does python have useless destructors?
donn at u.washington.edu
Thu Jun 17 20:51:34 CEST 2004
In article <m3hdtam7z0.fsf at pc150.maths.bris.ac.uk>,
Michael Hudson <mwh at python.net> wrote:
> Donn Cave <donn at u.washington.edu> writes:
> > In article <m3k6y6o8cd.fsf at pc150.maths.bris.ac.uk>,
> > Michael Hudson <mwh at python.net> wrote:
> > > Donn Cave <donn at u.washington.edu> writes:
> > > > In article <m3fz8xozi1.fsf at pc150.maths.bris.ac.uk>,
> > > > Michael Hudson <mwh at python.net> wrote:
> > > > > I would urge everyone participating in this thread to read PEP 310,
> > > > > the email conversation linked therein and (optional) *understand* it.
> > > >
> > > > It seems to be superficially similar to finalization,
> > >
> > > OK, I've found this thread pretty hard to follow. What is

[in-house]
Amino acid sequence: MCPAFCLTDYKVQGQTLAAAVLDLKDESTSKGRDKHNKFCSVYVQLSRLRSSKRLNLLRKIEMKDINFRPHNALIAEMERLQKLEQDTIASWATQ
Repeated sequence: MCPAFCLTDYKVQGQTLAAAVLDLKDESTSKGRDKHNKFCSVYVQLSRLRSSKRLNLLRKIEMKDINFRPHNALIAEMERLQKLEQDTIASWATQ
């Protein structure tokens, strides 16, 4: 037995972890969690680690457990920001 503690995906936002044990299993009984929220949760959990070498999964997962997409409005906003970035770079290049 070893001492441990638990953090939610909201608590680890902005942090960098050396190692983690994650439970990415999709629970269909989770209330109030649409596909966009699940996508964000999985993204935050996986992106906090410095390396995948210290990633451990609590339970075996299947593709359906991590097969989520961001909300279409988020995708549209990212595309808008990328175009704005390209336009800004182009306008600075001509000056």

> > > "finalization" in context?
> > Operational definition would be `call __del__ or its C equivalent',
> > at the effective end of the object's lifetime.
> OK. I claim you can't really have that, and that you don't really
> need it anyway. The idea behind PEP 310 is to acheive the ends of
> RAII in C++ by different means.
> What else do you want to use __del__ methods for?
That would be my question. That's what __del__ methods _are_
used for. C Python users _do_ really have that, it just takes
more care than we like if it needs to be 100% reliable.
Maybe I don't need it, maybe 310 gives me RAII and that's what
I really need. I don't know, but again, 310 doesn't give me
anything of consequence in terms of software architecture.
Anything you can write with it, you can write without it by
simple substitution of try/finally. That's not true of the
finalization that I have now in C Python, there's no effective
substitute for that.
Donn Cave, donn at u.washington.edu
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